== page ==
Innovative architecture Who better to introduce our Innovative architecture theme than the French architect Édouard François? Known for his environmentally friendly buildings, he was once described by the Financial Times as the ‘The Hero of Green Architecture’, a title very fitting for a man on the frontline of sustainable innovation. TEXT: ÉDOUARD FRANçOIS | MAIN PHOTO: MAISON ÉDOUARD FRANçOIS
How can we be creative and respectful of sustainability in architecture? Buildings have an incredible impact on those who live and work inside them. People are happy and peaceful when they live in a place that was designed according to their way of life and context. Far too often, ‘sustainable’ buildings are horribly complex, ugly, and expensive. And, in the end, it is not so clear that these buildings are very ecological. We are all interested in problems of thermal efficiency and passive buildings – but true green architecture is much more than just finding solutions to engineering problems. Instead, the relationship between a building and its environment is the most important question. Truly green architecture must respect geography, history, and people. That is, in short, context.
The current crisis, which is not only economic, has provided a good opportunity to think differently. Modernity is dying. Standardisation, hygiene, and globalisation are fading and a new paradigm is emerging that is based on a transition towards sustainable development, local materials and services, organic products, seasonality, and the preservation and enhancement of existing buildings. These changes in contemporary society are not simply taking place in rich countries. Even countries which are in a strong period of development are looking for ways to evolve with the ideas of sustainability, context and geography in mind. It is neither easier nor more difficult according to wealth; it differs simply according to history, culture, and natural landscape. There is no global answer. And that is very exciting!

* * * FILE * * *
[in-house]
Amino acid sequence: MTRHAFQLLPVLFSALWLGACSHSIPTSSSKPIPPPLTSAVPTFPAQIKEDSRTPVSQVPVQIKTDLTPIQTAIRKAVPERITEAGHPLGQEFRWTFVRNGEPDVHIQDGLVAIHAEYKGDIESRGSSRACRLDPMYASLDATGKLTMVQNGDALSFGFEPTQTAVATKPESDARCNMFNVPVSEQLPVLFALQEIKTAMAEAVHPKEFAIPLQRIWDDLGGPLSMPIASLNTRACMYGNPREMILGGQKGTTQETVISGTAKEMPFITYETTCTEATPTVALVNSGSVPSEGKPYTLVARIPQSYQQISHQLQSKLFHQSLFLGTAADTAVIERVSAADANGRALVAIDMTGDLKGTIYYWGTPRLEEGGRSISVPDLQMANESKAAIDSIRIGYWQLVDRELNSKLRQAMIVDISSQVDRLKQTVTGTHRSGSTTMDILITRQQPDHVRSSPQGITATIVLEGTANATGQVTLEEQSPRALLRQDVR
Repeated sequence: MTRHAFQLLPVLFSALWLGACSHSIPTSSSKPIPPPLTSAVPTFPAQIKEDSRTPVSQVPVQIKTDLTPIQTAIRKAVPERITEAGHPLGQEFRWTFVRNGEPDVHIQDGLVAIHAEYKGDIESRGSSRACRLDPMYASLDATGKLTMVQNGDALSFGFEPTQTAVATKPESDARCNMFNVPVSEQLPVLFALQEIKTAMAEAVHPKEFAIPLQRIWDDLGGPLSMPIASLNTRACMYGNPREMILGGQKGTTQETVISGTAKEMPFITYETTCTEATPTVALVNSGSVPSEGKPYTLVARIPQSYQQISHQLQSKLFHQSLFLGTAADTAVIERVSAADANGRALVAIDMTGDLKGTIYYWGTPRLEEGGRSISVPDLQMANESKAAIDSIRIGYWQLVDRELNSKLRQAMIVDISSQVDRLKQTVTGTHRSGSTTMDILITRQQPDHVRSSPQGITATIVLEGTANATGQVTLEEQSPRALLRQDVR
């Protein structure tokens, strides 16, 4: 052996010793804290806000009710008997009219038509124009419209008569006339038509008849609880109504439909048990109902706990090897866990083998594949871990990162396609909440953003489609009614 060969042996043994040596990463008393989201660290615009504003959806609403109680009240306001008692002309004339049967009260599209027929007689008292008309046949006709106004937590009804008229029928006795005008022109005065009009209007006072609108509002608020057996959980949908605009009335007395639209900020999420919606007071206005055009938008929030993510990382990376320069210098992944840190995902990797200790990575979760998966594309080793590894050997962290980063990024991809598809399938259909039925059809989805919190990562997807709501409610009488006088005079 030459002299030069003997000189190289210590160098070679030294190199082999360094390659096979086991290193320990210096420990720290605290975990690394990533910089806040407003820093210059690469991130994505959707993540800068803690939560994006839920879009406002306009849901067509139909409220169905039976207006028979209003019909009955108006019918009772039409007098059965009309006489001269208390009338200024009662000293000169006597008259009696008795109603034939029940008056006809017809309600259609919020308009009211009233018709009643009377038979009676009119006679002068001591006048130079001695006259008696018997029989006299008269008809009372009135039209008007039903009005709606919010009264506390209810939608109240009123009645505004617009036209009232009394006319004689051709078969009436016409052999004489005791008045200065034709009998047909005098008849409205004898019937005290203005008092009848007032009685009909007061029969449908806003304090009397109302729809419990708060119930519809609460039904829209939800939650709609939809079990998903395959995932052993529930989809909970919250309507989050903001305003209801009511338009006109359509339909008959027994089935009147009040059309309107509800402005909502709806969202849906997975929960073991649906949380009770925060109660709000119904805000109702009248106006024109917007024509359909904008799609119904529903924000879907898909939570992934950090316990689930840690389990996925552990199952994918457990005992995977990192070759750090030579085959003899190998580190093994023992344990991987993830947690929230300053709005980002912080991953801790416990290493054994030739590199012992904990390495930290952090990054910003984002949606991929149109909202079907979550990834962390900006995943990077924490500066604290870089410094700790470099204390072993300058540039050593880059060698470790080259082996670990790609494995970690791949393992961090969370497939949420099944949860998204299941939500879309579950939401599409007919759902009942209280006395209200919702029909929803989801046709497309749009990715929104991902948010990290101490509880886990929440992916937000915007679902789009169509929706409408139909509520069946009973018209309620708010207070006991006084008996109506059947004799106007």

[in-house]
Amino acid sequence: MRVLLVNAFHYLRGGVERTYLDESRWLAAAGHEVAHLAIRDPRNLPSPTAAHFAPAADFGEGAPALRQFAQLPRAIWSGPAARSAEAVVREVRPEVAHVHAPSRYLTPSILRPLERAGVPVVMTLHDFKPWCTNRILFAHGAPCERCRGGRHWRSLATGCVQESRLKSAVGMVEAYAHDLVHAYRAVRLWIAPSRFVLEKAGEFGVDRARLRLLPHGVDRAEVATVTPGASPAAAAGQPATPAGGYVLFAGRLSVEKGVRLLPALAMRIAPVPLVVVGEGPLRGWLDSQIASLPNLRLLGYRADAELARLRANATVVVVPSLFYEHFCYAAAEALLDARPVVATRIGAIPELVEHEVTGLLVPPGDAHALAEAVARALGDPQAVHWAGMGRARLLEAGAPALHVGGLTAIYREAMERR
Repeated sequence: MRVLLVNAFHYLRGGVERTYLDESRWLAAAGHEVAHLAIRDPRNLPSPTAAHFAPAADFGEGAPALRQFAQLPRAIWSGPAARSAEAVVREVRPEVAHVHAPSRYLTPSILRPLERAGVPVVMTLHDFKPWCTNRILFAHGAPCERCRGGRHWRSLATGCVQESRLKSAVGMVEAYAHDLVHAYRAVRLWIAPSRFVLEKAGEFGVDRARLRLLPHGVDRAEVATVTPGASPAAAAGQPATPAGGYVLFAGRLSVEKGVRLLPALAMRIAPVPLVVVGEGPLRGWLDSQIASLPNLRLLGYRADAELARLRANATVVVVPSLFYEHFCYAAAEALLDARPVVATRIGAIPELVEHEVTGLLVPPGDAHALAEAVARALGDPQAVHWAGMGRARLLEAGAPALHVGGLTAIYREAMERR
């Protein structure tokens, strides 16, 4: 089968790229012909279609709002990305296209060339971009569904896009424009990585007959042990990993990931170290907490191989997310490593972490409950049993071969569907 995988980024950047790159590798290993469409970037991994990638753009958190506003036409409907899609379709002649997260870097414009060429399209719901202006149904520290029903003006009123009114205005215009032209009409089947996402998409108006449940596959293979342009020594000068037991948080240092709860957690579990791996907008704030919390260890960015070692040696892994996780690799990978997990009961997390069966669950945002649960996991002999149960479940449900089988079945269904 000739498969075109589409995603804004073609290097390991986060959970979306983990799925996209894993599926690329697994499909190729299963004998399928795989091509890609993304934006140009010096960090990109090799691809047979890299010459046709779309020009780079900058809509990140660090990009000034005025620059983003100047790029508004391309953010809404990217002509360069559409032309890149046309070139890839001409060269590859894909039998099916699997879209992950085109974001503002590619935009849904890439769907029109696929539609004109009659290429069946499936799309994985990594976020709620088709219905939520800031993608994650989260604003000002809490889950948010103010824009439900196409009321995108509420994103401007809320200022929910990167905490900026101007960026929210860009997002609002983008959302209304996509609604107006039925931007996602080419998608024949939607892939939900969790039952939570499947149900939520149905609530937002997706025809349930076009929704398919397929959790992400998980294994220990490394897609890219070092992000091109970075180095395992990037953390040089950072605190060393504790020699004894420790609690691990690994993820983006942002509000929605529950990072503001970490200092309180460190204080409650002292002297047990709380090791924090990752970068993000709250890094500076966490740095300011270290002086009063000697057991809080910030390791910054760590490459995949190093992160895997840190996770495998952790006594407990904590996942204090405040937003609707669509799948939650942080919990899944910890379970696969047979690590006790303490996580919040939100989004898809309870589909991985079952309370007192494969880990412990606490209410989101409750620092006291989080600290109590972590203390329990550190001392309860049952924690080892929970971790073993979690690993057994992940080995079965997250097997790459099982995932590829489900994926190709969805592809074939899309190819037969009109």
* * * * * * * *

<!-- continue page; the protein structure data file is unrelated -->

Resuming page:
Architecture is a profession to which one must devote a great deal of energy. The difference between a good and a bad building is the amount of energy that has been put into it. To calculate this amount of energy, an architect needs to be fed by other fields of study. One must be interested in other subjects such as surgery, politics, arts, food, and mathematics… anything that nourishes intellectual curiosity and intensity. By doing so, one can produce original projects with forms that are as contemporary and radical as they are respectful of their historic or exceptional surroundings. Édouard François is a French architect based in Paris. One of his best known projects is the Flower Tower completed in 2004. Hanging from its balconies are giant flower pots to embody the desire for nature in the city.
Issue 16 | April 2015 | 31
Photo: Paul Raftery
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